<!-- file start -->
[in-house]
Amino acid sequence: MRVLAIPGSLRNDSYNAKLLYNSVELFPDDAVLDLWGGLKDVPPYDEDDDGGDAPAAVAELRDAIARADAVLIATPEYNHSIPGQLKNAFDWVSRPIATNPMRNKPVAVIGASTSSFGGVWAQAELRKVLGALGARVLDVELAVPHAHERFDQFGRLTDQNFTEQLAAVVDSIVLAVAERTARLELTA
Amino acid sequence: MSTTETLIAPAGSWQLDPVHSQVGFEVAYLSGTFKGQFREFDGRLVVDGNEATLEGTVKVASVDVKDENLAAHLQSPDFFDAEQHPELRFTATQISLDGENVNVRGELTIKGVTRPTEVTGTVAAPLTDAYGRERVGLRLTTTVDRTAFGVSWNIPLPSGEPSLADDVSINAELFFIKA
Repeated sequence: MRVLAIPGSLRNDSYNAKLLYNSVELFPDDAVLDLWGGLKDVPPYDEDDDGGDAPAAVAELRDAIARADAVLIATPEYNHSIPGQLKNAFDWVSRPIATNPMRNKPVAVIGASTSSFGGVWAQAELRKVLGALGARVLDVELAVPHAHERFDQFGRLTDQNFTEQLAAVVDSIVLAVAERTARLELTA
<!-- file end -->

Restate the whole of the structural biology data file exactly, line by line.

[in-house]
Amino acid sequence: MRVLAIPGSLRNDSYNAKLLYNSVELFPDDAVLDLWGGLKDVPPYDEDDDGGDAPAAVAELRDAIARADAVLIATPEYNHSIPGQLKNAFDWVSRPIATNPMRNKPVAVIGASTSSFGGVWAQAELRKVLGALGARVLDVELAVPHAHERFDQFGRLTDQNFTEQLAAVVDSIVLAVAERTARLELTA
Amino acid sequence: MSTTETLIAPAGSWQLDPVHSQVGFEVAYLSGTFKGQFREFDGRLVVDGNEATLEGTVKVASVDVKDENLAAHLQSPDFFDAEQHPELRFTATQISLDGENVNVRGELTIKGVTRPTEVTGTVAAPLTDAYGRERVGLRLTTTVDRTAFGVSWNIPLPSGEPSLADDVSINAELFFIKA
Repeated sequence: MRVLAIPGSLRNDSYNAKLLYNSVELFPDDAVLDLWGGLKDVPPYDEDDDGGDAPAAVAELRDAIARADAVLIATPEYNHSIPGQLKNAFDWVSRPIATNPMRNKPVAVIGASTSSFGGVWAQAELRKVLGALGARVLDVELAVPHAHERFDQFGRLTDQNFTEQLAAVVDSIVLAVAERTARLELTA